North Korea 'will reject Kim Jong Nam post-mortem results'
North Korea will "categorically reject" the results of a post-mortem on Kim Jong Nam, the estranged half-brother of the country's ruler, its ambassador in Malaysia said.
He died this week at an airport in Kuala Lumpur and the case is snowballing into a diplomatic crisis.
North Korean ambassador Kang Chol told reporters gathered outside the morgue in Kuala Lumpur on Friday night that Malaysia conducted the post-mortem "unilaterally" and prevented North Korean representatives from attending.
He said North Korea "will categorically reject" the results and said the move disregarded "elementary international laws and consular laws".
The case has unleashed a rash of speculation that Kim Jong Nam was killed on the orders of his half-brother, North Korean leader Kim Jong Un.
Pyongyang's ambassador said Malaysian officials may be "trying to conceal something" and "colluding with hostile forces".
Kim Jong Nam, who was 45 or 46 and had lived in exile for years, suddenly fell ill at the airport on Monday as he waited for a flight home to Macau.
Dizzy and in pain, he told medical workers at the airport he had been sprayed with a chemical. He died while being taken to hospital.
Mr Kang said the fact that Malaysia has yet to hand over the body "strongly suggests that the Malaysian side is trying to conceal something which needs more time and deceive us, and that they are colluding with the hostile forces towards us who are desperate to harm us".
South Korea has accused its enemies in North Korea of dispatching a hit squad to kill Kim Jong Nam at the airport, saying two female assassins poisoned him and then fled in a taxi.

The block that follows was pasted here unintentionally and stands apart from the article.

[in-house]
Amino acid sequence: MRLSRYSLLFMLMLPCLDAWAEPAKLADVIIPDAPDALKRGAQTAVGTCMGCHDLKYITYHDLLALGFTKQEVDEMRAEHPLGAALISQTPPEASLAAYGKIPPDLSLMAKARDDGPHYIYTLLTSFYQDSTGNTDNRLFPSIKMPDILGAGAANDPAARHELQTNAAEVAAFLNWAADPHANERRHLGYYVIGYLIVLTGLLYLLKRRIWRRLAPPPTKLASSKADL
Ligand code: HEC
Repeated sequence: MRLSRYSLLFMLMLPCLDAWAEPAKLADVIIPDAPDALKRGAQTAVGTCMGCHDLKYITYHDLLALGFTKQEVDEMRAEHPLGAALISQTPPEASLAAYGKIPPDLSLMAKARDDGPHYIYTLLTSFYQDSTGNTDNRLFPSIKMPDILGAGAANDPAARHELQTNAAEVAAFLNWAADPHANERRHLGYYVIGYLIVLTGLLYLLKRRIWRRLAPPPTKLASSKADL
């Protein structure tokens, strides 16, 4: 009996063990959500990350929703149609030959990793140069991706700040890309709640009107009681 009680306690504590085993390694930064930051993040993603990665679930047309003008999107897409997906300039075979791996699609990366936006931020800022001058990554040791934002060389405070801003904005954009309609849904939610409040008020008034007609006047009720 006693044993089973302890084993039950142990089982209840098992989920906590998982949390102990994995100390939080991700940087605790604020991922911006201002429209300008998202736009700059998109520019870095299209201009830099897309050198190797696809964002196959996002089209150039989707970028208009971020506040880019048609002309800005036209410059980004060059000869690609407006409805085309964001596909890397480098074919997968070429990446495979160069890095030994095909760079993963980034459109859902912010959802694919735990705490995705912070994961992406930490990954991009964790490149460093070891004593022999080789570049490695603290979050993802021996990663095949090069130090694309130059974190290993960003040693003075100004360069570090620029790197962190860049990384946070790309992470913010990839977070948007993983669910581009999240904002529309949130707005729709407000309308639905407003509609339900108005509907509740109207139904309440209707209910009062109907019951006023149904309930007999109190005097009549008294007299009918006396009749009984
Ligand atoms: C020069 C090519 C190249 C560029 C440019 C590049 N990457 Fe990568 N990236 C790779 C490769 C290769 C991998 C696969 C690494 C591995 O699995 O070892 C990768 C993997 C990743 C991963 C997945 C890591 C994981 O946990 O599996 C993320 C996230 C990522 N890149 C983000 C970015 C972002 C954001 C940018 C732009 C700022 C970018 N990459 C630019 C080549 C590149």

North Korean diplomats in Malaysia objected to the post-mortem and had requested custody of Kim Jong Nam's body, arguing that he had a North Korean passport.
Malaysian authorities went ahead with the procedure anyway, saying they did not receive a formal complaint.
Malaysia said on Friday it wants DNA samples from Kim Jong Nam's family as part of the post-mortem procedure and that officials were not yet willing to hand the body over to the North Koreans.
Although Kim Jong Nam is believed to have two sons and a daughter with two women living in Beijing and Macau, police in Malaysia say none have come forward to claim the body or provide DNA samples.
"If there is no claim by next-of-kin and upon exhausting all avenues (to obtain DNA), we will finally then hand over the body to the (North Korean) embassy," said Abdul Samah Mat, a senior Malaysian police official. He would not say how long that process might take.
Malaysian police have arrested three people in the investigation but have released few details.
On Friday, Indonesia's national police chief said the Indonesian woman arrested for suspected involvement in the death was duped into thinking she was part of a comedy show prank.
The police chief, Tito Karnavian, said he was citing information received from Malaysian authorities.
Mr Karnavian told reporters in Indonesia's Aceh province that Siti Aisyah, 25, was paid to be involved in Just For Laughs-style pranks, a reference to a popular hidden camera show.
He said she and another woman performed stunts which involved convincing men to close their eyes and then spraying them with water.
"Such an action was done three or four times and they were given a few dollars for it, and with the last target, Kim Jong Nam, allegedly there were dangerous materials in the sprayer," Mr Karnavian said. "She was not aware that it was an assassination attempt by alleged foreign agents."
Mr Karnavian's comments come after a male relative of Aisyah said in an Indonesian television interview that she had been hired to perform in a short comedy movie and travelled to China as part of this work. Indonesian immigration has said Aisyah travelled to Malaysia and other countries it did not specify.
Investigators were still trying to piece together details of the case, and South Korea has not said how it concluded that North Korea was behind the killing.
Malaysian police were questioning three suspects - Aisyah, another woman who carried a Vietnamese passport, and a man they said is Aisyah's boyfriend.
Kim Jong Nam was estranged from his younger half brother Kim Jong Un. He reportedly fell out of favour with their father, the late Kim Jong Il, in 2001, when he was caught trying to enter Japan on a false passport to visit Tokyo Disneyland.
Yoji Gomi, a Japanese journalist who wrote a book about Kim Jong Nam, said he criticised the family regime and believed a leader should be chosen "through a democratic process".